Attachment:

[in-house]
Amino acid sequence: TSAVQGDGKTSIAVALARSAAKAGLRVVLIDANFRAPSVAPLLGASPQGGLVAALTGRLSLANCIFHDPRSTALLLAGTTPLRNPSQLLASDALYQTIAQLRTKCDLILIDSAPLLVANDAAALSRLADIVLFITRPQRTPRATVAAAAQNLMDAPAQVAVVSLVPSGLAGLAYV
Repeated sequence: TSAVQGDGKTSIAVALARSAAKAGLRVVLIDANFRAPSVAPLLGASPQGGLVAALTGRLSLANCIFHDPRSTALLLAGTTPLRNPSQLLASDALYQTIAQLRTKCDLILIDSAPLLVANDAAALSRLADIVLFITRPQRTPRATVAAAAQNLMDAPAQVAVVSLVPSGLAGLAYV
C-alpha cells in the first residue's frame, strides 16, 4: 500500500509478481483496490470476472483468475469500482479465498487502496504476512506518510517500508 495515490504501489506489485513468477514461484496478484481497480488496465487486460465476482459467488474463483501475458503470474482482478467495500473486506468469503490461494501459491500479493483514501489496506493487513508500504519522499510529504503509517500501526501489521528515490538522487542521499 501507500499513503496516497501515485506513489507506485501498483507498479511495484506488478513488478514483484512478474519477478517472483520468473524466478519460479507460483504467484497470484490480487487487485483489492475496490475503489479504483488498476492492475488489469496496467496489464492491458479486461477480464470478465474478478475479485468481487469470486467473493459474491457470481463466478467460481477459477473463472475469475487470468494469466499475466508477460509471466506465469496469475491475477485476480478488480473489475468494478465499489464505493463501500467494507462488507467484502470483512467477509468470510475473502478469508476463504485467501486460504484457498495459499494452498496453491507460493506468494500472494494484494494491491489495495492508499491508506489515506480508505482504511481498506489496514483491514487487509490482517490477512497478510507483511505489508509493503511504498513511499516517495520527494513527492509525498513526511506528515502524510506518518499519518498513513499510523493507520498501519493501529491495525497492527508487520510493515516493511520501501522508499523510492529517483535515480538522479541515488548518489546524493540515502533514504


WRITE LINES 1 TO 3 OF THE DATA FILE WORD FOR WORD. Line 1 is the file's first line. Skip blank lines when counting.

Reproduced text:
[in-house]
Amino acid sequence: TSAVQGDGKTSIAVALARSAAKAGLRVVLIDANFRAPSVAPLLGASPQGGLVAALTGRLSLANCIFHDPRSTALLLAGTTPLRNPSQLLASDALYQTIAQLRTKCDLILIDSAPLLVANDAAALSRLADIVLFITRPQRTPRATVAAAAQNLMDAPAQVAVVSLVPSGLAGLAYV
Repeated sequence: TSAVQGDGKTSIAVALARSAAKAGLRVVLIDANFRAPSVAPLLGASPQGGLVAALTGRLSLANCIFHDPRSTALLLAGTTPLRNPSQLLASDALYQTIAQLRTKCDLILIDSAPLLVANDAAALSRLADIVLFITRPQRTPRATVAAAAQNLMDAPAQVAVVSLVPSGLAGLAYV